What are you creating with your own magnificent two hands?
We are living during a time of “virtual crisis”—spending our time in virtual environments, in the digital age, tethered to screens and technology, our minds moving at lightening speed trying to keep up with this hyperkinetic world, the constant noise, distractions from buzzing and dinging of messages and notifications, incessantly long working hours, and social disconnection despite addiction to “networking” apps and social media.
The profound level of burnout that I witness each day from clients, family members, friends, and generally in the world around me, is alarming. With staggering rates of people with chronic psychological and physical illness being around 80%, and with more overall sickness despite more “advances”, we must stop to wonder why this is and what we can do about it. This is the real public health crisis.
People are beginning to see the urgency for slowing down and re-assessing their lives and day to day activities. There are trends in mindfulness and other self-care approaches that advocate for prioritizing rest and relaxation. But these programs and methods and practitioners fail to recognize that when a humans nervous system has been disregulated for so long, and the energetic imbalances are so profound, simply wanting to relax isn’t enough. It doesn’t work that way. More is needed. Regulation must precede relaxation. It’s a scientific fact.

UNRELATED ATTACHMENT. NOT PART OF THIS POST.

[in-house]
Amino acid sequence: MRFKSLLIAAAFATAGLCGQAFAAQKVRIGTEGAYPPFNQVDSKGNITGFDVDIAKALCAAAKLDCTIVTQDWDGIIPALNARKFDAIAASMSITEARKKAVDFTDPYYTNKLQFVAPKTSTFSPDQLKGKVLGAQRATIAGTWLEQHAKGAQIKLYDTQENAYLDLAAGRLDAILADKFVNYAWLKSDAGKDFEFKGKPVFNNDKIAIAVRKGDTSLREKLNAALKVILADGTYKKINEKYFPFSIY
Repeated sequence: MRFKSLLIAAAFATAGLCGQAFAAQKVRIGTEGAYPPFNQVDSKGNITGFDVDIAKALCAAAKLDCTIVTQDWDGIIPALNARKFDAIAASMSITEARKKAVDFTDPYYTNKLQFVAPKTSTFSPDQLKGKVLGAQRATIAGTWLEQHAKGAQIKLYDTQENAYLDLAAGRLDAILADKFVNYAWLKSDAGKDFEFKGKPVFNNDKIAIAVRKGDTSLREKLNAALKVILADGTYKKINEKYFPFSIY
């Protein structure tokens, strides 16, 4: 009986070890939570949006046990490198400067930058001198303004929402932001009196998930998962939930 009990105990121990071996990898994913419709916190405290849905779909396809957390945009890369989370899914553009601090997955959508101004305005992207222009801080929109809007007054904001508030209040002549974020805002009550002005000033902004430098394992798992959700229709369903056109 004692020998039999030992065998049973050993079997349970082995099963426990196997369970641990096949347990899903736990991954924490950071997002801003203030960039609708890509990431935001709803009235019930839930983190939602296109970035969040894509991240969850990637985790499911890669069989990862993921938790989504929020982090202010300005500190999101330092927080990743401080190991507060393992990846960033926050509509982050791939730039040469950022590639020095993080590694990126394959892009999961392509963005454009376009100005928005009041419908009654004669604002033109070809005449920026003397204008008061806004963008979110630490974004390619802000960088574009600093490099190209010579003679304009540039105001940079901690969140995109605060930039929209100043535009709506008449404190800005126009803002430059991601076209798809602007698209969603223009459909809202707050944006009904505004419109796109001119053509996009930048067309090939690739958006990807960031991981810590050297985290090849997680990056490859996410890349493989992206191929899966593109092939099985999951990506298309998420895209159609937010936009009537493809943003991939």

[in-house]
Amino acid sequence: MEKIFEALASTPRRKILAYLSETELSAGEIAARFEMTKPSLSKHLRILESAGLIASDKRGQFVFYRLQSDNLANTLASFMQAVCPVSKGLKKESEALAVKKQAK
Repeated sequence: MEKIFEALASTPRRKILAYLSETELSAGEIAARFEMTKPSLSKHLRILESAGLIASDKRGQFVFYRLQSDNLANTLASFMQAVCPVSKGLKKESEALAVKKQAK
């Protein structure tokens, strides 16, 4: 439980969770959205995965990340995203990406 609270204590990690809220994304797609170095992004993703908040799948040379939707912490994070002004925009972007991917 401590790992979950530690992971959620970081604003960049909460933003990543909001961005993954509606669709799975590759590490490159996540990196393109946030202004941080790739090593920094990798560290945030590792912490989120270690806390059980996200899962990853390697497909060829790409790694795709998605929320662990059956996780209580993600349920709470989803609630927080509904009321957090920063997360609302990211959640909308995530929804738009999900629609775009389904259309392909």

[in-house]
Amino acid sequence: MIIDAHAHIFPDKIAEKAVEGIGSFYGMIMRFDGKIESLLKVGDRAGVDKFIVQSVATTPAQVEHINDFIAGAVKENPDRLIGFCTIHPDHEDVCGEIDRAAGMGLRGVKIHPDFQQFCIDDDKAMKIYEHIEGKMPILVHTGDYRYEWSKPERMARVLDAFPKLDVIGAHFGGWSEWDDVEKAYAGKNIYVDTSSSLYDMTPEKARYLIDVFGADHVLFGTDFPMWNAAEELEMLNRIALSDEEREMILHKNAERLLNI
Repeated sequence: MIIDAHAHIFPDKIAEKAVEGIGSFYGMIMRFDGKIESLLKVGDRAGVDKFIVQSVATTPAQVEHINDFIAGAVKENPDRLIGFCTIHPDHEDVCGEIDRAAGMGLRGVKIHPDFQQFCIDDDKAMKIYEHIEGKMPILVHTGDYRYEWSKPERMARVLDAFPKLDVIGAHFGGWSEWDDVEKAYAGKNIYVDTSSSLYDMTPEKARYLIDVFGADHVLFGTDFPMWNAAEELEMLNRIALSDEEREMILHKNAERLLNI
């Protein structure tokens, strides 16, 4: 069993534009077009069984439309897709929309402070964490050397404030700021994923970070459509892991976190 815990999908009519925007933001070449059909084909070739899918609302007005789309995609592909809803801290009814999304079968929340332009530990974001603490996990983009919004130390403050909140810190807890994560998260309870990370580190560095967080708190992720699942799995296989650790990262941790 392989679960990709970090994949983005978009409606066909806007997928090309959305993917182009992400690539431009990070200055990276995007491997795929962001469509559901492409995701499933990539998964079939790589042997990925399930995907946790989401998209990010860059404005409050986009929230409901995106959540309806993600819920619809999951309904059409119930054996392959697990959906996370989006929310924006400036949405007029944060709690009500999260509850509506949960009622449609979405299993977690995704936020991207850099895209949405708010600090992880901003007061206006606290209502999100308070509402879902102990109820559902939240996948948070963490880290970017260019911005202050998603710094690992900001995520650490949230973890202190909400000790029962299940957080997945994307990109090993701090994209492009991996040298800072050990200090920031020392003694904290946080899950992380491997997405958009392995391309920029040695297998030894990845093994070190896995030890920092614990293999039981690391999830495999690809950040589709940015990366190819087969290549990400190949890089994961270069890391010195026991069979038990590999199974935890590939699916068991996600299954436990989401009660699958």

When I work with people of all ages—children, teens, and adults alike—I work directly with energetic imbalances and nervous system disregulation using an innovative method that integrates enduring ancestral medicine with modern science to bring people back to their inherent state of balance and truth.
One thing you can do right now— for yourself—is to work with your hands. Our ancestors did this all the time—hunting, weaving, woodworking, ceramics, foraging, cooking, preparing herbs and remedies, planting, weeding, glass blowing, just to name a few. They were self-sustaining beings who healed themselves, clothed themselves, fed themselves, and sourced for themselves. No dependence on anything outside of the self. Though there is always sacred reciprocity with the land—More on that in another post. Our ancestors were completely sovereign self healing and self sustaining beings. Suffering was no need to be a choice. They had everything they needed. In connection with the earth, their hands, with spirit, they were their true selves and natural states of joy and ease were a given.
Modern scientific research has consistently shown that working with our hands actually alters the chemistry of the brain. When researchers explored the impact of their subjects engaging in activities that required the coordination of mind and body—hands and brain—to produce an outcome or effect—the results were pretty astounding. Neurotransmitters, hormone production, and overall cognitive functioning were significantly improved. Anxiety, depression, insomnia, attention deficits, and chronic physical Pain, just to name a few, were all abated.
During an activity such as weaving, for instance, attention, presence, patience, concentration, and persistence are all required in order to produce a useful and even necessary finished product.